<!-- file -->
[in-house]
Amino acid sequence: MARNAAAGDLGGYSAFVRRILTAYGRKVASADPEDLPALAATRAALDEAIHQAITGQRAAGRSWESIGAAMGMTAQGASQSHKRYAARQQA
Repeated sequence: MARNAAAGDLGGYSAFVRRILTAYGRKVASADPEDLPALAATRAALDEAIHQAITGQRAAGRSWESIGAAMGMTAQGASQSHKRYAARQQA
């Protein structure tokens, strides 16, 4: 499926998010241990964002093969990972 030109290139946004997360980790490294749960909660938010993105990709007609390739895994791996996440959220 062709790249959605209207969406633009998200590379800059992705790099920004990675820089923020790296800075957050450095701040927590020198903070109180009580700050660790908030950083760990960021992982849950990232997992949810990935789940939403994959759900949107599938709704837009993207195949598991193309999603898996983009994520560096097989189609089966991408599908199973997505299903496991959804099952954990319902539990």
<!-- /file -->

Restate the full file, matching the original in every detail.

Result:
[in-house]
Amino acid sequence: MARNAAAGDLGGYSAFVRRILTAYGRKVASADPEDLPALAATRAALDEAIHQAITGQRAAGRSWESIGAAMGMTAQGASQSHKRYAARQQA
Repeated sequence: MARNAAAGDLGGYSAFVRRILTAYGRKVASADPEDLPALAATRAALDEAIHQAITGQRAAGRSWESIGAAMGMTAQGASQSHKRYAARQQA
């Protein structure tokens, strides 16, 4: 499926998010241990964002093969990972 030109290139946004997360980790490294749960909660938010993105990709007609390739895994791996996440959220 062709790249959605209207969406633009998200590379800059992705790099920004990675820089923020790296800075957050450095701040927590020198903070109180009580700050660790908030950083760990960021992982849950990232997992949810990935789940939403994959759900949107599938709704837009993207195949598991193309999603898996983009994520560096097989189609089966991408599908199973997505299903496991959804099952954990319902539990």